- #1

arivero

Gold Member

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## Main Question or Discussion Point

This thread is not to be here (it is not speculative, nor it proposes any alternate theory, not it gives hints about building one). It was moved from "nuclei & particles". I have tryed to delete it, but the system does not let me to do it.

In any case, the preprint is already out, it can be read at

http://arxiv.org/abs/nucl-th/0312003

Alejandro

------------------------------------------

I have plotted some graphs to show an stange coincidence I found this month, while playing with nuclear masses.

http://dftuz.unizar.es/~rivero/research/nucleo/ [Broken]

Basically, I wrote the mass of known elementary particles in uma, and then I ploted them over the nuclei tables. It happens then that the top quark is very near of the double magic number of Lead, and the mass of W and Z are very near of the first double magic number of Tin.

How near? Well, here one must recall that the magic numbers greater than 40 are produced because some subshells are sunk, via spin orbit+phenomenological input, into lower shells. If we plot the subshells involved, we will get rectangles in the Neutron/Proton plot. The mass of the "topium" particles is *exactly* in the diagonal of N 7i 13/2 and P 6h11/2. The particles W and Z are inside the square N5g9/2 P5g9/2, at about the same distance of its diagonal.

What about the extant doubly magic number, the second one in the Tin region? Well, you guess...

Yep, it is the 115 GeV area. But caveat here. First the Higgs is an scalar, thus no motivation to look for spin 1 couplings as in the case of the top-antiup, top-antidown, etc... Second, the rectangle for the subshells is very elongated in this area, due to competition in the neutron levels. One can not see why the right side of the rectangle should be preferred to the left side.

For the W-Z connumdrum, it is interesting to note that the FRDM mass model presents huge errors just outside of the square, following the lines of these particles.

take a look to the page. I do not know of any collective effect able to justify this, but the N-P plot is impressive enough to keep one thinking for a couple of days.

In any case, the preprint is already out, it can be read at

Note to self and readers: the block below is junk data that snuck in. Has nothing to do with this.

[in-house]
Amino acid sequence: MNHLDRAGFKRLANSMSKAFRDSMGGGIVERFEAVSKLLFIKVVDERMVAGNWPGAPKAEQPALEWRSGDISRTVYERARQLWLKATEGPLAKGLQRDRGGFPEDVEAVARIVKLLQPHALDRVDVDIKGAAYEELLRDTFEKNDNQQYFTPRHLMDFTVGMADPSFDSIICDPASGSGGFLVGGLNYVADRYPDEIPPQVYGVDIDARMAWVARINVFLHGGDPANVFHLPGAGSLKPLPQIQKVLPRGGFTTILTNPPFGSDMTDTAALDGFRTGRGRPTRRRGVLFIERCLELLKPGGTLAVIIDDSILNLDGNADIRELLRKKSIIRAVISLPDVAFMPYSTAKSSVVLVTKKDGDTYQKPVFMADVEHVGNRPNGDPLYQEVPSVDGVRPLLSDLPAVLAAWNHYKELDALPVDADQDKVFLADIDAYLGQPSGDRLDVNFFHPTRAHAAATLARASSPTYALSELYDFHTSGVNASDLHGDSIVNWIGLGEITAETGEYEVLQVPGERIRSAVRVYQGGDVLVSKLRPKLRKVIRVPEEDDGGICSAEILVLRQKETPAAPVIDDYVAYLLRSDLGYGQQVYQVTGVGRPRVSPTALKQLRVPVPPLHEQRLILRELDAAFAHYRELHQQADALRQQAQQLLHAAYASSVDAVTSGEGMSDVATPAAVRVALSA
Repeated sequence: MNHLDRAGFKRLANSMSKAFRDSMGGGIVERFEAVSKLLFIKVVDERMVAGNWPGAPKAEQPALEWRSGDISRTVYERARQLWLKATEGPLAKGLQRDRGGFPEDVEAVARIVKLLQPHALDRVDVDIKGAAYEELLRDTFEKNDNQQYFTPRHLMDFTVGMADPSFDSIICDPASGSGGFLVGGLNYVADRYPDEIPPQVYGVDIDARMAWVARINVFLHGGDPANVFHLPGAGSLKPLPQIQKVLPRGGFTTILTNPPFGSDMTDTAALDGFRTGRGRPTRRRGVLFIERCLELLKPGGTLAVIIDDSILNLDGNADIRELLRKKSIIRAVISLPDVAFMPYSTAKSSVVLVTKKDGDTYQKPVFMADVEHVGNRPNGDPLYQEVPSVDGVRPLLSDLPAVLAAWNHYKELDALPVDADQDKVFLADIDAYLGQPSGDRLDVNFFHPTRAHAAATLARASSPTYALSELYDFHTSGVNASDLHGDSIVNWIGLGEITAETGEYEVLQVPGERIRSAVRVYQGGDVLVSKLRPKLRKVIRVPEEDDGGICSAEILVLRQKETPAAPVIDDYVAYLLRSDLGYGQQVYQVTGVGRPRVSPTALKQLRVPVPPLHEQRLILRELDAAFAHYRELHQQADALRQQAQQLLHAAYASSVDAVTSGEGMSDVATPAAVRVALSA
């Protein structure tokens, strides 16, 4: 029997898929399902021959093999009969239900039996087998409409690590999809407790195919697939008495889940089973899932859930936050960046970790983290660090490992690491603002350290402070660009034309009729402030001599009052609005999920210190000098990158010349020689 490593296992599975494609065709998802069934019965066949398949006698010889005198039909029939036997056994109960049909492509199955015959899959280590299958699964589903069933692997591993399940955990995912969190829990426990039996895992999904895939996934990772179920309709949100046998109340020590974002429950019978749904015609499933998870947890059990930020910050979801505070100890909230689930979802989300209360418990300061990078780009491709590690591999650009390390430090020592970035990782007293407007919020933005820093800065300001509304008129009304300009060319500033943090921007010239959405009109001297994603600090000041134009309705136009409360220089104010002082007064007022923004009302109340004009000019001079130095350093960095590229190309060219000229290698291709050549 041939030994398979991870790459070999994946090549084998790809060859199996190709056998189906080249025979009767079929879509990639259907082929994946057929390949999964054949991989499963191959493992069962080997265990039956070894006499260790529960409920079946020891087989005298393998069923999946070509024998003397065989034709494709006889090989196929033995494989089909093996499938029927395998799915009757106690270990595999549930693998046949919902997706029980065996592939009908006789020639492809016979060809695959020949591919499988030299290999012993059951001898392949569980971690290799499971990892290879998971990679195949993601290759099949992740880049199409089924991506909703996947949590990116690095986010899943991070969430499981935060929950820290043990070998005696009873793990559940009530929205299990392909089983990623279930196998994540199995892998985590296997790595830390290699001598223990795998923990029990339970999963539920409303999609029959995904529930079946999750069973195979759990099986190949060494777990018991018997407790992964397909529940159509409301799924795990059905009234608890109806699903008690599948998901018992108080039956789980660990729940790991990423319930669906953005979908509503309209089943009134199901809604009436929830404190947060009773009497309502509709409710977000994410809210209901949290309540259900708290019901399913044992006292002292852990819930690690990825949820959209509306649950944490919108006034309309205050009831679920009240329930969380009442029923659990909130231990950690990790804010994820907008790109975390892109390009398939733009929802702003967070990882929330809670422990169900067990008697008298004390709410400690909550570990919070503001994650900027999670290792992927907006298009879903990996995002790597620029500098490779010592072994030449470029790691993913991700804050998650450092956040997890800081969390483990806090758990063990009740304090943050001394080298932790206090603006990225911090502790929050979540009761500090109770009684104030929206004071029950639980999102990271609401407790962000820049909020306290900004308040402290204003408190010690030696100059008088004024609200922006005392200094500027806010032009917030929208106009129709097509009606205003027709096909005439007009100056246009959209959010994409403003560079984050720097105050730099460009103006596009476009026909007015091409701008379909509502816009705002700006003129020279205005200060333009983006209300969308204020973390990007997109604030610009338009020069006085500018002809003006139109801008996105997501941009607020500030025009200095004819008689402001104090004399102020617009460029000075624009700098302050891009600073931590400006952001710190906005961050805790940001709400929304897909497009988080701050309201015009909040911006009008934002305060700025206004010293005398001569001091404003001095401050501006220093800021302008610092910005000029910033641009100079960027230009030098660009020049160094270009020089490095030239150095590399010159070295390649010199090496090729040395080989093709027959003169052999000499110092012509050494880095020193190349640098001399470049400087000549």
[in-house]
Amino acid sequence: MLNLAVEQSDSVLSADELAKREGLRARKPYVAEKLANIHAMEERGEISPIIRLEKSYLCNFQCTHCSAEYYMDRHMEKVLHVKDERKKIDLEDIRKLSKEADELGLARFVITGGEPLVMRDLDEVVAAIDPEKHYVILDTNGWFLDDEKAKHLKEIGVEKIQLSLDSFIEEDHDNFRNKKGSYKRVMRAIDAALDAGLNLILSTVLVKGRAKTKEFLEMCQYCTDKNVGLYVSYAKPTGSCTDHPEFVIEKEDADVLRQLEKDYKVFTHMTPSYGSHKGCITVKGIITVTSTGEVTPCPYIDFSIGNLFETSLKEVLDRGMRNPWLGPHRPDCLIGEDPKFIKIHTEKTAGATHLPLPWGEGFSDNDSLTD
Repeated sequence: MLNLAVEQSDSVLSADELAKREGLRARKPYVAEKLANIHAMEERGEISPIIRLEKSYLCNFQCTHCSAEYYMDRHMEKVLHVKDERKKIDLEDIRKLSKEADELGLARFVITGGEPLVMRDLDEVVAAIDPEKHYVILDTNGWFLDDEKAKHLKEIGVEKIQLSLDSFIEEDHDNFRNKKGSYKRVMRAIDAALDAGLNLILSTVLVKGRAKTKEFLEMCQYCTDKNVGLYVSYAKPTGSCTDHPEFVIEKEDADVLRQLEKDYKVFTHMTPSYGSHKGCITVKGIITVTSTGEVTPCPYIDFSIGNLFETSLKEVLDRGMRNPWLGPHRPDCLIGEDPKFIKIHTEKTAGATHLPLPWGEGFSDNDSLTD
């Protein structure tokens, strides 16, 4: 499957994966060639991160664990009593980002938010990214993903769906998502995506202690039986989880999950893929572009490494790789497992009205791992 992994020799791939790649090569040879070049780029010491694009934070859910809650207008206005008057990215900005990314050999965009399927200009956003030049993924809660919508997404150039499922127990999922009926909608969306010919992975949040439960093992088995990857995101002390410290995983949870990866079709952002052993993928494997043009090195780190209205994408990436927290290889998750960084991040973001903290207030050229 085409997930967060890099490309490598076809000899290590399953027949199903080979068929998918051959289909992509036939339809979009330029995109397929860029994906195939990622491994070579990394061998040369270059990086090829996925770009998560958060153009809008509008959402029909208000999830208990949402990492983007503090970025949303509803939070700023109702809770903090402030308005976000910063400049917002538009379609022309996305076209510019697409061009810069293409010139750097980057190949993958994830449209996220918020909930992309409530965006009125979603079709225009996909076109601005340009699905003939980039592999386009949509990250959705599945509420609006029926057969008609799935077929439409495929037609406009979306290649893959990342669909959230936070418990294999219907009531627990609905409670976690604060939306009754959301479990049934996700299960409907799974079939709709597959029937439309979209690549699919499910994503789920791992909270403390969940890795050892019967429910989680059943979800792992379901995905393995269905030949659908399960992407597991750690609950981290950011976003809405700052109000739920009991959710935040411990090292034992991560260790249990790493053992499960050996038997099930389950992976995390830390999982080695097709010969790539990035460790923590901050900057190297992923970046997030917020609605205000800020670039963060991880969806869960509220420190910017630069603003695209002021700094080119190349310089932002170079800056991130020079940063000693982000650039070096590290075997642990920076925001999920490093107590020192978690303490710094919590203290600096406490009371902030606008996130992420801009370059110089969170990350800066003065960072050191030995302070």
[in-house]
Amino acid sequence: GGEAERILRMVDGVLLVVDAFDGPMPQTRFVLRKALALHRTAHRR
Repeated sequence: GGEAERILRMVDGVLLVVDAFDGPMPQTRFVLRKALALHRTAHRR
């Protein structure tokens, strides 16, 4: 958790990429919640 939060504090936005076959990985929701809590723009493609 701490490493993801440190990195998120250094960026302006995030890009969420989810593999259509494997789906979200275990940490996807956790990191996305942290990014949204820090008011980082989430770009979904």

http://arxiv.org/abs/nucl-th/0312003

Alejandro

------------------------------------------

I have plotted some graphs to show an stange coincidence I found this month, while playing with nuclear masses.

http://dftuz.unizar.es/~rivero/research/nucleo/ [Broken]

Basically, I wrote the mass of known elementary particles in uma, and then I ploted them over the nuclei tables. It happens then that the top quark is very near of the double magic number of Lead, and the mass of W and Z are very near of the first double magic number of Tin.

How near? Well, here one must recall that the magic numbers greater than 40 are produced because some subshells are sunk, via spin orbit+phenomenological input, into lower shells. If we plot the subshells involved, we will get rectangles in the Neutron/Proton plot. The mass of the "topium" particles is *exactly* in the diagonal of N 7i 13/2 and P 6h11/2. The particles W and Z are inside the square N5g9/2 P5g9/2, at about the same distance of its diagonal.

What about the extant doubly magic number, the second one in the Tin region? Well, you guess...

Yep, it is the 115 GeV area. But caveat here. First the Higgs is an scalar, thus no motivation to look for spin 1 couplings as in the case of the top-antiup, top-antidown, etc... Second, the rectangle for the subshells is very elongated in this area, due to competition in the neutron levels. One can not see why the right side of the rectangle should be preferred to the left side.

For the W-Z connumdrum, it is interesting to note that the FRDM mass model presents huge errors just outside of the square, following the lines of these particles.

take a look to the page. I do not know of any collective effect able to justify this, but the N-P plot is impressive enough to keep one thinking for a couple of days.

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